But it didn’t feel like floating in space with no tether à la Sandy B in Gravity. It didn’t feel both nebulous and definite, vague and exact. It didn’t cause me to keen, “Sometimes I feel like a motherless child / And I’m a long way from my home,” over and over for hours on the floor of my bedroom until I mercifully passed out, delirious and thirsty.

Moreover, it didn’t inspire the spectrum of thoughts and emotions that the first Mother’s Day without my mother did.

Those were, frankly, dark. And if you haven’t walked this path, they may sound jarring to hear. But if you have…they may sound familiar. And that familiarity is often the only thing that can approximate comfort when one is grieving, especially grieving one’s mother.

So…I’ll say it. I hated every single friend who posted loving tributes to their living mothers on Instagram. I seethed at the photos, I spat angry curses at every person I loved deep down who wasn’t in this same pain. I didn’t wish it on a single one of them, but I did hate them all. Just for a bit. Just a blip. But oh how I loathed that they had what I never would again.

I hated every commercial, every advertisement, every beckoning brunch. Someone honked at me erroneously in Grant Park and I followed them for three blocks, honking and screaming out the window. It was unhinged. The jealousy and envy and anger inside me were some of the only things I could understand in those gauzy days and weeks after my mother’s death.

It doesn’t last.

That might be the moral of this story, besides go watch Sweetwater (1999) starring Amy Jo Johnson immediately, is that grief is such a constantly-evolving thing. Last Mother’s Day was lovely, I enjoyed time with my son and then also time alone with my best friend. No weeping, no sore throat from wailing, no jaw pain from clenching my teeth the whole night prior. This one may be different. After all…well, you know. Grief evolves. Always, all ways.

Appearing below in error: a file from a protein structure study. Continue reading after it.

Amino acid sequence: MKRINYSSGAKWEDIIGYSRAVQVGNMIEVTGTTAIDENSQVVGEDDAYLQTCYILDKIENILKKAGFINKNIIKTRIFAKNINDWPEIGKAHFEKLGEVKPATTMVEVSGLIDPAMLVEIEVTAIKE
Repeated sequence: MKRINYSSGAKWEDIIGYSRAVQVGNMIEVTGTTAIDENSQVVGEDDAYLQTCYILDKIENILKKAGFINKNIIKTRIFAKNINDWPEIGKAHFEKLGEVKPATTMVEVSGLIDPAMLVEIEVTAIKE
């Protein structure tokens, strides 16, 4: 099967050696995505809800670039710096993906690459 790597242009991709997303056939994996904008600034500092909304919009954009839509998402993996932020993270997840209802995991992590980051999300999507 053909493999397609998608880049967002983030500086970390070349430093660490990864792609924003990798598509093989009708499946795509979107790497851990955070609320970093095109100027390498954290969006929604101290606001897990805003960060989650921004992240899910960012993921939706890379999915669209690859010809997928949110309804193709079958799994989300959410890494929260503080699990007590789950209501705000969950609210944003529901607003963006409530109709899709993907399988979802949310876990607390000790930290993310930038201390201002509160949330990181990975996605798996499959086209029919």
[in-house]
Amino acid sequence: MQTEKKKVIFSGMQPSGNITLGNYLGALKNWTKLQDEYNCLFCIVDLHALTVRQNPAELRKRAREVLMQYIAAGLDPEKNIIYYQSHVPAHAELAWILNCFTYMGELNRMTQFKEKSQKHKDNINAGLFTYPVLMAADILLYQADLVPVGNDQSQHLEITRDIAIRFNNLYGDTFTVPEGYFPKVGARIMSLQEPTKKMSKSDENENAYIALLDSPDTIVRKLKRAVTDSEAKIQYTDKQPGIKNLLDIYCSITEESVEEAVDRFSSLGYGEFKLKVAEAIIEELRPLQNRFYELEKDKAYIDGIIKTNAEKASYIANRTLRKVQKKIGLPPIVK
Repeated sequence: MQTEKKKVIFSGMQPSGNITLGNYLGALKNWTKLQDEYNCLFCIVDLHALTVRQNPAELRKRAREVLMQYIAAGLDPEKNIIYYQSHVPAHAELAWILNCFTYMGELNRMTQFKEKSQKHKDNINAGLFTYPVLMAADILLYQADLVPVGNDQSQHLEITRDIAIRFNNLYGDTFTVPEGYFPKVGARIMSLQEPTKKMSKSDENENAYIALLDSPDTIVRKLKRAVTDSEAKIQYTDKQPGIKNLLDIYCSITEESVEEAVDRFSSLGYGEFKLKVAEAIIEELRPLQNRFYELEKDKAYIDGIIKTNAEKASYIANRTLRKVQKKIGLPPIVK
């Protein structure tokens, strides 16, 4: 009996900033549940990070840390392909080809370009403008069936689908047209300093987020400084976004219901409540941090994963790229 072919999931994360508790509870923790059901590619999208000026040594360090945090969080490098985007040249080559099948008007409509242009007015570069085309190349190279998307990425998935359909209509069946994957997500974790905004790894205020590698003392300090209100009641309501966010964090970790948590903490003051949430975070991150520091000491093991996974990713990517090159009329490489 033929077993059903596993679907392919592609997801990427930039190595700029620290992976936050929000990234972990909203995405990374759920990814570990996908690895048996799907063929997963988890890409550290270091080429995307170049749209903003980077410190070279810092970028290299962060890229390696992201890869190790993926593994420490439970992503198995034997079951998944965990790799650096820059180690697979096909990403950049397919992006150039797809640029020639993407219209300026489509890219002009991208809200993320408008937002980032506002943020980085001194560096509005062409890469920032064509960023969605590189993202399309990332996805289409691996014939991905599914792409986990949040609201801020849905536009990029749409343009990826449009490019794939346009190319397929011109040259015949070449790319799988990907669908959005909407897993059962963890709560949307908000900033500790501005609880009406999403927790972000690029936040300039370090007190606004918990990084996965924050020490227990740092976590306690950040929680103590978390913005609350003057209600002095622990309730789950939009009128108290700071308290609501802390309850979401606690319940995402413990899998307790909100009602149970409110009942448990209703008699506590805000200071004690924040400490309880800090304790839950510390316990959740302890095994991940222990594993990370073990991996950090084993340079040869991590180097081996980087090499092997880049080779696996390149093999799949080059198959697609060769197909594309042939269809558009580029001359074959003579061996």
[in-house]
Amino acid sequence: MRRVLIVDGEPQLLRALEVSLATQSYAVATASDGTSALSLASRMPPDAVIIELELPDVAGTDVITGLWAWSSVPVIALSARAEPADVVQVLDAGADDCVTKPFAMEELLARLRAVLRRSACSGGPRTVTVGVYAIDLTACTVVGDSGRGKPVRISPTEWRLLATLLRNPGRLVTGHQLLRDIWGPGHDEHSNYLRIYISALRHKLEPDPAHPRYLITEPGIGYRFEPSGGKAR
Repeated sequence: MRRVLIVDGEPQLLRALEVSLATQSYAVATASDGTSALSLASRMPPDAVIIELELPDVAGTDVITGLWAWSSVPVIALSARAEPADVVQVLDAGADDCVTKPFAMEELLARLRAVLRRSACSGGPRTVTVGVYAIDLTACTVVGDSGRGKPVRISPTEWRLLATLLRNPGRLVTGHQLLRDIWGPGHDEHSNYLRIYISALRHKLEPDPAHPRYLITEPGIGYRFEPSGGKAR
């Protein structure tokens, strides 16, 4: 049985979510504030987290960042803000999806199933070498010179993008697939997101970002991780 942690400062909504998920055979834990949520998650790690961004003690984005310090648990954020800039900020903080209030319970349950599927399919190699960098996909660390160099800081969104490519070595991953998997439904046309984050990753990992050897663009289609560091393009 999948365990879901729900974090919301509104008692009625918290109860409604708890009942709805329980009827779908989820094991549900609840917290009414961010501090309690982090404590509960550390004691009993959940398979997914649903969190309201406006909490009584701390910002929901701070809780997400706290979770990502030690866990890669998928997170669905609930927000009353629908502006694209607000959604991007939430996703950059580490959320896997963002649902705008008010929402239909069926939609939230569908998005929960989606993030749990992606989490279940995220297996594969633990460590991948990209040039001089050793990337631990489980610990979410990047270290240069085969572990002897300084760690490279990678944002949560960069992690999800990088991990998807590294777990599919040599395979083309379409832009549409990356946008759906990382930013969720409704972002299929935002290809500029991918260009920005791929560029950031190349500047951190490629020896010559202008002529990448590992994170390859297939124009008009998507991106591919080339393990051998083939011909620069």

So if this or any other Mother’s Day is feeling rough for you, here are my self-care recommendations:

  1. Prioritize yourself. If you are the child of a mother who has passed, people should expect you to potentially feel [insert one of a million feelings], and if they don’t, then they’re not super attuned anyway and it’s kind of a “bless their heart” situation. Suffice it to say that for those kinds of folks, the standby excuse of a headache or allergies is a good one. For everyone else, they understand. So figure out what you need and declare that. If it means you don’t attend the celebration for your partner’s mother, it’s OK. There will be other years. And like I said, moral of the story, grief evolves.
  2. Stay off social media. Truly, if what I wrote resonated with you, and you thought, “That rage and anger at her friends just for having moms seem pretty cringe but preeeetty relatable…” just make the decision to stay off. Also hey, if you do slip up and pick up your phone out of the near-unbreakable habit that the free market has ensured we all developed, you can put it back down.
  3. Hide your credit cards. Seems a little rash but then so are grief purchases, okay, so just … hide the cards. Put a hold on the PayPal account. Pump the brakes. Anything you could possibly want will be there next week when you’re in a different headspace. (Say it with me: Grief is ever-evolving.)

These three things will cover a lot of bases when it comes to Mother’s Day grief. I hope.

Here’s wishing you, our mothers’ spirits, and Amy Jo Johnson a gentle and held Mother’s Day.